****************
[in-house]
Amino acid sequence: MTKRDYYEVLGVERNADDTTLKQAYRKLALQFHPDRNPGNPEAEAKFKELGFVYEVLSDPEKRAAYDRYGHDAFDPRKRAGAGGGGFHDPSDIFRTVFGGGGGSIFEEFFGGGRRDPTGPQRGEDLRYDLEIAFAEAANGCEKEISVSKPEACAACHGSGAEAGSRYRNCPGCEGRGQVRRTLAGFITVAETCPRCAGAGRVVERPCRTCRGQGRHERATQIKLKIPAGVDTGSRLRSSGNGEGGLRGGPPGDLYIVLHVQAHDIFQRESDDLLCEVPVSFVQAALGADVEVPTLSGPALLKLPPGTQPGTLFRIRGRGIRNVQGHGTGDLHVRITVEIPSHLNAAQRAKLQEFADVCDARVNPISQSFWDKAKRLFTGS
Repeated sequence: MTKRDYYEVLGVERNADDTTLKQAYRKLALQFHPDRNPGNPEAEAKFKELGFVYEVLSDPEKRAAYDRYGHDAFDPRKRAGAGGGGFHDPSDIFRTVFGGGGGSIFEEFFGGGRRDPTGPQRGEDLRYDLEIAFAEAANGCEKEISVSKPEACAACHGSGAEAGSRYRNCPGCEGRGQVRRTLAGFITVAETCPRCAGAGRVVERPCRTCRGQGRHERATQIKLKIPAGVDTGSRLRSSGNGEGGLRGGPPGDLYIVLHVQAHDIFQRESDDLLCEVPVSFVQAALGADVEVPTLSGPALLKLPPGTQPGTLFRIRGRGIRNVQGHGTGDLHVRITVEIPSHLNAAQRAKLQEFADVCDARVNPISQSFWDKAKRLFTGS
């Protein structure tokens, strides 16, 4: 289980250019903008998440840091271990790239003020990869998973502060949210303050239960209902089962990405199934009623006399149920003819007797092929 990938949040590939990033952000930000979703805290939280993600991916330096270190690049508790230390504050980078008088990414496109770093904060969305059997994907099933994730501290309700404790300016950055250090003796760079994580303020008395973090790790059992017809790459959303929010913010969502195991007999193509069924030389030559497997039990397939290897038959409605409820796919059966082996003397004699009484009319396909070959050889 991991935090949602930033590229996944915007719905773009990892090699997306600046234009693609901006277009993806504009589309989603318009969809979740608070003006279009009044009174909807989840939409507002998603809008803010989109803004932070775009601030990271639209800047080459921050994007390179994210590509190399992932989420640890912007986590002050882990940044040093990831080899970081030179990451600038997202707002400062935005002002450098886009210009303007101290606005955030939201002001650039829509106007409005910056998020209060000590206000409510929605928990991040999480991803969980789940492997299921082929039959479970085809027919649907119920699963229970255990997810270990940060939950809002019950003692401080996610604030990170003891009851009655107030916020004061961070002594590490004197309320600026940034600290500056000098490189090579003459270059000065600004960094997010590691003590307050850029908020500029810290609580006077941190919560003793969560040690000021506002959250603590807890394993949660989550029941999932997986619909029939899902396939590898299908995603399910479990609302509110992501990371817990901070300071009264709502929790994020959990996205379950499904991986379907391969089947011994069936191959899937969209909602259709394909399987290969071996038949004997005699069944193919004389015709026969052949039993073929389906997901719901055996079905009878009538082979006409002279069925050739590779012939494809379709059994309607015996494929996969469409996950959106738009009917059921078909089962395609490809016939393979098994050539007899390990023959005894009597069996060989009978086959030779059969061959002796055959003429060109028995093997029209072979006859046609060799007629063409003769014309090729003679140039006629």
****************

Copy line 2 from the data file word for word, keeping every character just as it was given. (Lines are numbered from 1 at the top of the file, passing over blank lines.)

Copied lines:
Amino acid sequence: MTKRDYYEVLGVERNADDTTLKQAYRKLALQFHPDRNPGNPEAEAKFKELGFVYEVLSDPEKRAAYDRYGHDAFDPRKRAGAGGGGFHDPSDIFRTVFGGGGGSIFEEFFGGGRRDPTGPQRGEDLRYDLEIAFAEAANGCEKEISVSKPEACAACHGSGAEAGSRYRNCPGCEGRGQVRRTLAGFITVAETCPRCAGAGRVVERPCRTCRGQGRHERATQIKLKIPAGVDTGSRLRSSGNGEGGLRGGPPGDLYIVLHVQAHDIFQRESDDLLCEVPVSFVQAALGADVEVPTLSGPALLKLPPGTQPGTLFRIRGRGIRNVQGHGTGDLHVRITVEIPSHLNAAQRAKLQEFADVCDARVNPISQSFWDKAKRLFTGS